Effect of ECT treatment number on the ictal EEG.
Recent evidence suggests that attributes of the ictal electroencephalogram (EEG) may be clinically useful for estimating the extent to which the electroconvulsive therapy (ECT) stimulus exceeds the seizure threshold (relative stimulus intensity). Such a tool could allow a practitioner, who chose, on the basis of expected therapeutic response and side effect rates, to implement stimulus dosing to maintain relative stimulus intensity over the treatment course, despite the uncertain rise in seizure threshold that occurs. One potential confounding factor is a possible systematic change in the ictal EEG over the treatment course that is not due to changes in seizure threshold. We explored the effect of treatment number by comparing ictal EEG data obtained at treatments across the ECT course that were delivered at the identical relative stimulus intensity. We found that the ictal EEG at treatment 1 was characterized by a greater mid-ictal amplitude and post-ictal suppression (trend) than subsequent treatments for barely suprathreshold unilateral ECT, but not for barely suprathreshold bilateral or moderately suprathreshold unilateral ECT, and that this change may affect therapeutic effectiveness. These findings suggest the importance of treatment-number effects for the clinical application of the ictal EEG and point to possible physiological differences between unilateral and bilateral ECT.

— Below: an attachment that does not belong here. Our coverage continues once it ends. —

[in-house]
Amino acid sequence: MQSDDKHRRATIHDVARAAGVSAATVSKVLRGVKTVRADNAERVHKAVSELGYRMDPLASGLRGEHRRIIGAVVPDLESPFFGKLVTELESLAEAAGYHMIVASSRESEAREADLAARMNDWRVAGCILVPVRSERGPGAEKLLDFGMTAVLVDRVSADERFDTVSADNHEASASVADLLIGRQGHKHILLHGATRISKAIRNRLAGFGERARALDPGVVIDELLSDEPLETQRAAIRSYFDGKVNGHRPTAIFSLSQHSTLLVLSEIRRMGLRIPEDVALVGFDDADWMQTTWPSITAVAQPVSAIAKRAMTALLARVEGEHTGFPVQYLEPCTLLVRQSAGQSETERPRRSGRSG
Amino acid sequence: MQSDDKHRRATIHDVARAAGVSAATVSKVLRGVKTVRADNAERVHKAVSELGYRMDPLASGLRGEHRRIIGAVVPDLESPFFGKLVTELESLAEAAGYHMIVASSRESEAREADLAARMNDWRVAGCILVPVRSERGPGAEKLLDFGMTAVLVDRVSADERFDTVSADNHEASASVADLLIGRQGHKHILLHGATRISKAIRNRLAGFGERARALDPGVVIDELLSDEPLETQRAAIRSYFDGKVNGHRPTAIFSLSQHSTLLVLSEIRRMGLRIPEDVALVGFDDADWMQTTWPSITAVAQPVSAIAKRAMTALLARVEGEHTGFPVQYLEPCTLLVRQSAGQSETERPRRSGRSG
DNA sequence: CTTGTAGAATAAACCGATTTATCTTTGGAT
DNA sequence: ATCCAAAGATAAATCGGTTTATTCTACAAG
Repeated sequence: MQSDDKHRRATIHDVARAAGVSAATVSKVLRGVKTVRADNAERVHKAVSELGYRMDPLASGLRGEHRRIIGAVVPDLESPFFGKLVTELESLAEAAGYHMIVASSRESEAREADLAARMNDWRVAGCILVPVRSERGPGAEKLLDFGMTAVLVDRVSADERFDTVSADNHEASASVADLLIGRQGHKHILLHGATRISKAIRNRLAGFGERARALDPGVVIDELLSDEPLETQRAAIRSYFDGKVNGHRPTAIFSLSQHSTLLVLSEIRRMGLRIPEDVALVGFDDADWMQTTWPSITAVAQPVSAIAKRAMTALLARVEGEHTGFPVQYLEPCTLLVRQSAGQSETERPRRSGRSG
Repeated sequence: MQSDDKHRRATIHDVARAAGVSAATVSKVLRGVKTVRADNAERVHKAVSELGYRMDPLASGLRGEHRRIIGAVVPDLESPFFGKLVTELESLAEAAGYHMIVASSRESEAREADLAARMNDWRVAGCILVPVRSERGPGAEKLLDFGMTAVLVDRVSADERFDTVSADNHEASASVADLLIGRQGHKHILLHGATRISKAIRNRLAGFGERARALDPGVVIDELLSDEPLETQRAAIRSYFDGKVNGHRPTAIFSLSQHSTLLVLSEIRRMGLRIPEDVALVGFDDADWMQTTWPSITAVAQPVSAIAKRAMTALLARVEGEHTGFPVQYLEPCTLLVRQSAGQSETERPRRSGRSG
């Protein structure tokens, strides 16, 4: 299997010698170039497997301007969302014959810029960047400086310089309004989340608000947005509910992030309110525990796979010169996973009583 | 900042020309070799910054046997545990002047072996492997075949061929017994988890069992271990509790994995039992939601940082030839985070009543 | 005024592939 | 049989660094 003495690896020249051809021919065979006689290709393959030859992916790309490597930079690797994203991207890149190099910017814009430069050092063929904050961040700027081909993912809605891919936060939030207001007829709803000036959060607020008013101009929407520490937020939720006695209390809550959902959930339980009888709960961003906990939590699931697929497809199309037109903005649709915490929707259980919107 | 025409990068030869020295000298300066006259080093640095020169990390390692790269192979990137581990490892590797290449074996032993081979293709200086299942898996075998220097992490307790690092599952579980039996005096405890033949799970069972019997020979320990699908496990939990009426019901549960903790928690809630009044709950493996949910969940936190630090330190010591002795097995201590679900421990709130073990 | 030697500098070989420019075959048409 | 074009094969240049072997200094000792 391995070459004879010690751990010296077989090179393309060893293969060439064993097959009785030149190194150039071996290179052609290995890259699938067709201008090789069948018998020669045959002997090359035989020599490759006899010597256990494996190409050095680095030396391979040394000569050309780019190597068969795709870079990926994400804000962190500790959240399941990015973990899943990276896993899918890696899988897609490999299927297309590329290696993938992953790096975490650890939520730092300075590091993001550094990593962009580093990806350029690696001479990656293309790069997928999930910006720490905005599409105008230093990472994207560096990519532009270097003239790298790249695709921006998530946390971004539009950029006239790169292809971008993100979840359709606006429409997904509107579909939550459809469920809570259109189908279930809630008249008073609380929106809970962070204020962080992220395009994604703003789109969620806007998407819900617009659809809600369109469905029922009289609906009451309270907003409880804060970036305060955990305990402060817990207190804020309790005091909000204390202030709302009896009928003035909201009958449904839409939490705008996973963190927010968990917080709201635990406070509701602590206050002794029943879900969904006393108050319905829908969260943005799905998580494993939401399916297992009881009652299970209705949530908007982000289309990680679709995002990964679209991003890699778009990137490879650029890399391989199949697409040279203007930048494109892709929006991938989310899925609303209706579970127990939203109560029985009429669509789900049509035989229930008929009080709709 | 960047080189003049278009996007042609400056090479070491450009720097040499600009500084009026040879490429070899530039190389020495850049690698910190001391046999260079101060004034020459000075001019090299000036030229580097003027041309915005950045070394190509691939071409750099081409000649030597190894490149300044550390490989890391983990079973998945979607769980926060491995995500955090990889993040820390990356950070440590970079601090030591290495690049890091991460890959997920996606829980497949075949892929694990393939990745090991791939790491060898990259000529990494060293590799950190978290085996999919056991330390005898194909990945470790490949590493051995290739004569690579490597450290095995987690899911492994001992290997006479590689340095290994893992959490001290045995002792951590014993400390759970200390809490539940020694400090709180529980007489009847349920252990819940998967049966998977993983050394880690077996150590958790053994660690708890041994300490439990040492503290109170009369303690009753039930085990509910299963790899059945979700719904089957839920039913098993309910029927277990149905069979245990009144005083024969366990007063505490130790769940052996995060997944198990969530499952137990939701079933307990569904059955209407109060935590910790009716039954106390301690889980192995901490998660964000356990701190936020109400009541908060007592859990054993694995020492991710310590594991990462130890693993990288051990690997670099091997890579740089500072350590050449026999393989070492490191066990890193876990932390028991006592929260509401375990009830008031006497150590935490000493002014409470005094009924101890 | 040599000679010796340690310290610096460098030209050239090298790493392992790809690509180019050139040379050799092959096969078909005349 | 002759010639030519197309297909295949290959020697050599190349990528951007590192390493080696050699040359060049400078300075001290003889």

Krystal, AD; Weiner, RD; Coffey, CE; McCall, WV
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